Earlier this month, the EU increased climate targets for the mandated share of renewable energy in total energy consumption from 32 per cent to 42.5 per cent. But, ensuring that these targets are met relies not just on developing cleaner energy. It also relies on the continent’s electricity grid – which was not built with the energy transition in mind. Currently, the grid is too small, outdated, centralised, and lacking sufficient connections. Not only does this create inefficiency and capacity issues, but it can hold back new forms of renewable energy from being connected to the grid. Improvement is urgently needed, as EU energy commissioner Kadri Simpson warned last month, “if we will not upgrade grid infrastructure very fast, we will not achieve our 2030 targets.”
First, the European grid urgently needs modernisation. Around 40 per cent is over 40 years old, just ten years off its typical lifespan. An aging grid not only loses some electricity transmitted through it, but it cannot be connected to new sources of renewable energy, creating a bottleneck on green electricity generation in some EU member states. For example, in Poland, the grid did not have the capacity to accommodate electricity produced by solar panels, or small photovoltaic (PV) installations, several times this year. Moreover, at the current pace, the network will be unable to cope with rising electricity demand from the move to electrify transport and heating: for example, as part of its climate goals, the EU plans to increase the number of heat pumps installed from 20 million to up to 60 million in 2030.
Currently, the EU is spending around €23 billion per year on the expansion of electricity distribution networks, with approximately 141 projects regarding transmission networks underway in both the EU and in cooperation between the EU and third countries. The bloc has also planned to increase the length of transmission lines by 20 per cent and distribution grids by 6.7 per cent by 2030.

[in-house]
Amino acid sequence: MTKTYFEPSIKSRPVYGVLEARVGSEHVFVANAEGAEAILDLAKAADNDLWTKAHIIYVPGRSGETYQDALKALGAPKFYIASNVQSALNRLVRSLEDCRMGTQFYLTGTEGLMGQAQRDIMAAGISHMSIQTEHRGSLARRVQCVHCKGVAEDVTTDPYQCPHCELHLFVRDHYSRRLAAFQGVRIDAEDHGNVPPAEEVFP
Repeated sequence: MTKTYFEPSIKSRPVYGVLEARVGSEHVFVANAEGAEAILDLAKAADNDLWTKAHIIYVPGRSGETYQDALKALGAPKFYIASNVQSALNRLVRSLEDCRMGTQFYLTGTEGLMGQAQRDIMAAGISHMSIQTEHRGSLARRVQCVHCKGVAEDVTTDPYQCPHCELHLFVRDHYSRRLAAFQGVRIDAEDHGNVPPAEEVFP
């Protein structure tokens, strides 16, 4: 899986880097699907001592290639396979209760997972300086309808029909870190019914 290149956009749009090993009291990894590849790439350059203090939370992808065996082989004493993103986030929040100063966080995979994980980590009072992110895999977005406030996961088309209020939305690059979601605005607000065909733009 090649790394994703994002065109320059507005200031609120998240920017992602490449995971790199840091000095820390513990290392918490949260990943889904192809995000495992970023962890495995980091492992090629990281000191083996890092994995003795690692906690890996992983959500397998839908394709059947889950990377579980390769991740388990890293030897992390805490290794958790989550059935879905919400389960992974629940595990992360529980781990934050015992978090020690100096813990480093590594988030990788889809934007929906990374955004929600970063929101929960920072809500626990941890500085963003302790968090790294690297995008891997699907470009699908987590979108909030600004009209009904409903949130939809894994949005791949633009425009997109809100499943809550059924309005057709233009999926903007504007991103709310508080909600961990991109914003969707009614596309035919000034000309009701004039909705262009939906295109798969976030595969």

However, to sufficiently modernise and expand the grid, this is far too little. According to the federation of the European electricity industry, Eurelectric, the EU should increase its investment in grid expansion to at least €38 billion per year by 2030 to meet its climate targets, and up to €100 billion annually by 2050, if these targets are further increased. The European Commission has itself estimated that €584 billion of investment is needed by 2030, to expand both the transmission and distribution grids. The EU and its member states should therefore make a concerted effort to ensure sources of financing, which, according to the assumptions of the commission, will come partially from the EU budget, but also from national funds, the private sector, and financial institutions.
To future-proof these investments, the EU should not just expand the grid itself, but establish more interconnectors between member states. Interconnectors, which connect the grids of neighbouring countries, play a vital role in enhancing energy security by ensuring a country can address energy demands when domestic power generation falls short. This problem is often caused by climate factors – for example in France where high temperatures in summer 2022 caused a reduction in nuclear power generation, forcing the country to increase imports from the United Kingdom, Spain, Germany, and Belgium. This cross-border collaboration fosters resilience by enabling countries to mitigate the risks associated with potential energy supply constraints and fluctuations – an issue that will only become more frequent as climate change worsens.
Currently, Europe’s cross-border exchange capacity is expected to be at 136 GW by 2030, but the system is estimated to need between 148 and 187 GW to avoid such issues. Of the 141 existing projects on transmission networks, some concern the expansion of connections between member states. The key issue is that they are completed on time. So far, out of 50 cross-border projects between EU countries, only 5 are under construction, 15 are in permitting and 9 are in preliminary planning. As many as 21 projects are still in the under-consideration phase.Top of Form